Explanation of code

Before we go about running the code and understanding what it gives you, let’s try to understand the code itself. Like always, we are using BS4 (or Beautiful Soup), a library that makes parsing through an HTML page very simple and scraping data from it very easy. In the very beginning, we get the webpage and convert it into a Beautiful Soup object from where we can pick up divs, spans, titles, and other tags, with specific attributes. We use these techniques, to crawl the lyrics, the comments, the title of the webpage, as well as the day the song was actually released. Once we have scraped these data we save it in a JSON file, with the name- title of the page+.json extension. We also save the HTML file with the name title of the page+.html extension. This is done so that the HTML page can be analyzed and more data points can be found in the future. 

An example of the code in action

On running the code and giving it the link of a song on Genius, you will get a JSON that will look something like the one given below. The one below is the JSON that we get for Looking for America by Lana Del Rey. We have only presented one JSON since they are so large in size but you can run it against your favorite songs as well, to extract the lyrics, save them, print them, or do anything you want with them.

[code language=”python”] {
"Lyrics": [
"[Verse 1]",
"Took a trip to San Francisco",
"All  our friends said we would jive",
"Didn’t  work, so I left for Fresno",
"It was quite a scenic drive",
"Pulled over to watch the children in the park",
"We  used to only worry for them after dark",
"I’m  still looking for my own version of America",
"One without the gun, where the flag can freely fly",
"No  bombs in the sky, only fireworks when you and I collide",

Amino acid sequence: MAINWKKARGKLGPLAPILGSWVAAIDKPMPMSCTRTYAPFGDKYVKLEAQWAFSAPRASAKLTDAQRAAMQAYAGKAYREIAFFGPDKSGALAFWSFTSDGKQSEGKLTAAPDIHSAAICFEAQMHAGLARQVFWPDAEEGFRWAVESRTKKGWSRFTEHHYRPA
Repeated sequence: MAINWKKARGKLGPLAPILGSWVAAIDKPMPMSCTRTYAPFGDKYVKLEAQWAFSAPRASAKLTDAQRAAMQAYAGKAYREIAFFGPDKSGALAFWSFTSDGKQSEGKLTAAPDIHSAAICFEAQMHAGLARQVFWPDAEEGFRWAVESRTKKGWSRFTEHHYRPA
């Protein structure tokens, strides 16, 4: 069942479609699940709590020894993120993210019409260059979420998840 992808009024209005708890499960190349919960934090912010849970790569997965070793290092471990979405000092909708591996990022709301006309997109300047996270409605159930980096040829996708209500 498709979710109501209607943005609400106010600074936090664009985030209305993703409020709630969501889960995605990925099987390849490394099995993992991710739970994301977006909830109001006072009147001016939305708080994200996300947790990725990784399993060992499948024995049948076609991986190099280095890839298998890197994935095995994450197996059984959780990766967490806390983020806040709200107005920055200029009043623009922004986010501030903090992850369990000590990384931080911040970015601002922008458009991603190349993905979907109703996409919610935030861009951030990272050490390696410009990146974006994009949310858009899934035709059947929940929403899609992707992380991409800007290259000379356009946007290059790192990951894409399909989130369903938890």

"It’s just a dream I had in mind",
"It’s just a dream I had in mind",
"It’s just a dream I had in mind",
"[Verse 2]",
"I  flew back to New York City",
"Missed that Hudson River line",
"Took a train up to Lake Placid",
"That’s another place and time, where",
"I used to go to drive-ins and listen to the blues",
"So many things that I think twice about before I do, no",
"I’m still looking for my own version of America",
"One without the gun, where the flag can freely fly",
"No bombs in the sky, only fireworks when you and I collide",
"It’s just a dream I had in mind",
"It’s just a dream I had in mind",
"It’s just a dream I had in mind",
"It’s just a dream I had in mind"
] ],
"Comments": [
""Looking for America" is a song Lana wrote on August 5th, 2019 regarding the mass shootings throughout the US, once she got back to L.A. The message of the song relies upon Lana dreaming of a better situation for American people, a topic she has sung before in tracks like "Coachella – Woodstock in My Mind" and "When The World Was at War We Kept Dancing". Del Rey released the song via streaming platforms on August 9th, 2019 as a single.",
"The title of the song might be a reference to "America" by Simon & Garfunkel:",
"They’ve all come to look for America",
"Del Rey took her Instagram to share a video of her singing in the studio with friend and producer Jack Antonoff."
"Del Rey shared the song via Instagram adding:",
"Hi folks came back early from Montecito with my brother this morning and asked Jack Antonoff to come into town because I had a song on my mind that I wanted to write. Now I know I’m not a politician and I’m not trying to be so excuse me for having an opinion- but in light of all of the mass shootings and the back to back shootings in the last couple of days which really affected me on a cellular level I just wanted to post this video that our engineer Laura took 20 minutes ago. I hope you like it. I’m singing love to the choruses I recorded this morning. I’m going to call it ‘Looking for America’."
] ],
"Title": "Lana Del Rey – Looking For America Lyrics | Genius Lyrics",
"Release date": "August 9, 2019"

How scalable is this solution?

While the solution we provided is for a single song, you could create a list of song-lyrics pages’ links on Genius and then run the code on the list iteratively. You could also find a regex match for the Genius pages that contain song lyrics, and then crawl multiple pages from Genius, at one go, such that your code itself recognizes pages that have lyrics. 

However, these types of DIY solutions are good for the buddying hobbyist or one who has a one time need. In case your requirement is more commercial and you have a web scraping problem where you need features like-

  1. Data delivery in specific formats.
  2. Data refreshing in regular frequency.
  3. No maintenance and infrastructure costs.

Then you should go with a DaaS provider like PromptCloud. Our team at PromptCloud prides itself in providing enterprise-grade web-scraping solutions to business teams across the world to enable them to use data to within their business workflows, and make data-driven decisions.